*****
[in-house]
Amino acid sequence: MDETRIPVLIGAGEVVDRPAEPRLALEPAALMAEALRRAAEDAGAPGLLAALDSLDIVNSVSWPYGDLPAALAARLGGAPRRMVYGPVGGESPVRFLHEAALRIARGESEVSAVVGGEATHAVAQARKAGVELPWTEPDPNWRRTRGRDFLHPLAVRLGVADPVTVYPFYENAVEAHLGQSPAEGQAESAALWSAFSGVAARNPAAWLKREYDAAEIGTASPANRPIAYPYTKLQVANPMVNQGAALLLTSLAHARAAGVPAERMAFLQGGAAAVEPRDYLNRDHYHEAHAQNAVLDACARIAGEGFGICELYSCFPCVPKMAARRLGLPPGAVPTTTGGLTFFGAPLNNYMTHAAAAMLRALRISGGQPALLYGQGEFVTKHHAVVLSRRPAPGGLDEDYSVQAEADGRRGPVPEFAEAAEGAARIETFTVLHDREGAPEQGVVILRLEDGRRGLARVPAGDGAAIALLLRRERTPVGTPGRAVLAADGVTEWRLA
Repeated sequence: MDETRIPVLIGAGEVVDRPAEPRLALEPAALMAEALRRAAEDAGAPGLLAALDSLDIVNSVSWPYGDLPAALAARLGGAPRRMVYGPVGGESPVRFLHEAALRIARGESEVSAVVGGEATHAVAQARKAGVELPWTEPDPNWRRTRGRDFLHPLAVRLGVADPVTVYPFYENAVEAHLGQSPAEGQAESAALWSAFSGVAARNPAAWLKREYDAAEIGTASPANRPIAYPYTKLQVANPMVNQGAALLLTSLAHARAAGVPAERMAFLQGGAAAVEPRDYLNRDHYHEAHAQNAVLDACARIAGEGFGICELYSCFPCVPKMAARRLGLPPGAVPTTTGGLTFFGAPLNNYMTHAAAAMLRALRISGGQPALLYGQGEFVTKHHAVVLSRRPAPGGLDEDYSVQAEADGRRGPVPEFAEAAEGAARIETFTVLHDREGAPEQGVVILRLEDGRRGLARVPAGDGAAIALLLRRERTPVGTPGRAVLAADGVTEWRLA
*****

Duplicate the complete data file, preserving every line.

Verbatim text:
[in-house]
Amino acid sequence: MDETRIPVLIGAGEVVDRPAEPRLALEPAALMAEALRRAAEDAGAPGLLAALDSLDIVNSVSWPYGDLPAALAARLGGAPRRMVYGPVGGESPVRFLHEAALRIARGESEVSAVVGGEATHAVAQARKAGVELPWTEPDPNWRRTRGRDFLHPLAVRLGVADPVTVYPFYENAVEAHLGQSPAEGQAESAALWSAFSGVAARNPAAWLKREYDAAEIGTASPANRPIAYPYTKLQVANPMVNQGAALLLTSLAHARAAGVPAERMAFLQGGAAAVEPRDYLNRDHYHEAHAQNAVLDACARIAGEGFGICELYSCFPCVPKMAARRLGLPPGAVPTTTGGLTFFGAPLNNYMTHAAAAMLRALRISGGQPALLYGQGEFVTKHHAVVLSRRPAPGGLDEDYSVQAEADGRRGPVPEFAEAAEGAARIETFTVLHDREGAPEQGVVILRLEDGRRGLARVPAGDGAAIALLLRRERTPVGTPGRAVLAADGVTEWRLA
Repeated sequence: MDETRIPVLIGAGEVVDRPAEPRLALEPAALMAEALRRAAEDAGAPGLLAALDSLDIVNSVSWPYGDLPAALAARLGGAPRRMVYGPVGGESPVRFLHEAALRIARGESEVSAVVGGEATHAVAQARKAGVELPWTEPDPNWRRTRGRDFLHPLAVRLGVADPVTVYPFYENAVEAHLGQSPAEGQAESAALWSAFSGVAARNPAAWLKREYDAAEIGTASPANRPIAYPYTKLQVANPMVNQGAALLLTSLAHARAAGVPAERMAFLQGGAAAVEPRDYLNRDHYHEAHAQNAVLDACARIAGEGFGICELYSCFPCVPKMAARRLGLPPGAVPTTTGGLTFFGAPLNNYMTHAAAAMLRALRISGGQPALLYGQGEFVTKHHAVVLSRRPAPGGLDEDYSVQAEADGRRGPVPEFAEAAEGAARIETFTVLHDREGAPEQGVVILRLEDGRRGLARVPAGDGAAIALLLRRERTPVGTPGRAVLAADGVTEWRLA